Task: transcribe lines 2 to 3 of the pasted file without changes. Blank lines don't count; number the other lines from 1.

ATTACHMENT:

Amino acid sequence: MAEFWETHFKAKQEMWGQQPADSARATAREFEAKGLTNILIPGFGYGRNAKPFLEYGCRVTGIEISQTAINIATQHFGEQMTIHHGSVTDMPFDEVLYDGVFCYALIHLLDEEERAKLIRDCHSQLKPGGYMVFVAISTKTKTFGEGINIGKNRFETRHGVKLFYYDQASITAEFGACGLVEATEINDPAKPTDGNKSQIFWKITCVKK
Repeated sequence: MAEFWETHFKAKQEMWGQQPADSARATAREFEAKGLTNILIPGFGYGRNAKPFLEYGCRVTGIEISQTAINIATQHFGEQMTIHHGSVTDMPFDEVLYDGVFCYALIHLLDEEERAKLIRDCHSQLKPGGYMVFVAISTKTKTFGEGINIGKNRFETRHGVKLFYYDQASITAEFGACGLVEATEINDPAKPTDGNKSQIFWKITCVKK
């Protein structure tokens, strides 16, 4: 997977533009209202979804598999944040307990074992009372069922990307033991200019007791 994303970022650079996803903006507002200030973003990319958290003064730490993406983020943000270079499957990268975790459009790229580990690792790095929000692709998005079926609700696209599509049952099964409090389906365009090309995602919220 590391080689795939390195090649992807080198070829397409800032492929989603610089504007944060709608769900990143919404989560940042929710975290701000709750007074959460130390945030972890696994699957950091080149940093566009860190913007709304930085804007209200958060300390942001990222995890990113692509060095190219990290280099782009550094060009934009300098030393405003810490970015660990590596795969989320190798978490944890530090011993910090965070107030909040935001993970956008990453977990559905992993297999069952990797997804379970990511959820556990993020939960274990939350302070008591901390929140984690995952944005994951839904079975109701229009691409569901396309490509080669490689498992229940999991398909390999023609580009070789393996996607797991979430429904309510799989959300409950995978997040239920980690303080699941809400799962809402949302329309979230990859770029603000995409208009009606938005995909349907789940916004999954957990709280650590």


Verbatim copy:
Repeated sequence: MAEFWETHFKAKQEMWGQQPADSARATAREFEAKGLTNILIPGFGYGRNAKPFLEYGCRVTGIEISQTAINIATQHFGEQMTIHHGSVTDMPFDEVLYDGVFCYALIHLLDEEERAKLIRDCHSQLKPGGYMVFVAISTKTKTFGEGINIGKNRFETRHGVKLFYYDQASITAEFGACGLVEATEINDPAKPTDGNKSQIFWKITCVKK
């Protein structure tokens, strides 16, 4: 997977533009209202979804598999944040307990074992009372069922990307033991200019007791 994303970022650079996803903006507002200030973003990319958290003064730490993406983020943000270079499957990268975790459009790229580990690792790095929000692709998005079926609700696209599509049952099964409090389906365009090309995602919220 590391080689795939390195090649992807080198070829397409800032492929989603610089504007944060709608769900990143919404989560940042929710975290701000709750007074959460130390945030972890696994699957950091080149940093566009860190913007709304930085804007209200958060300390942001990222995890990113692509060095190219990290280099782009550094060009934009300098030393405003810490970015660990590596795969989320190798978490944890530090011993910090965070107030909040935001993970956008990453977990559905992993297999069952990797997804379970990511959820556990993020939960274990939350302070008591901390929140984690995952944005994951839904079975109701229009691409569901396309490509080669490689498992229940999991398909390999023609580009070789393996996607797991979430429904309510799989959300409950995978997040239920980690303080699941809400799962809402949302329309979230990859770029603000995409208009009606938005995909349907789940916004999954957990709280650590």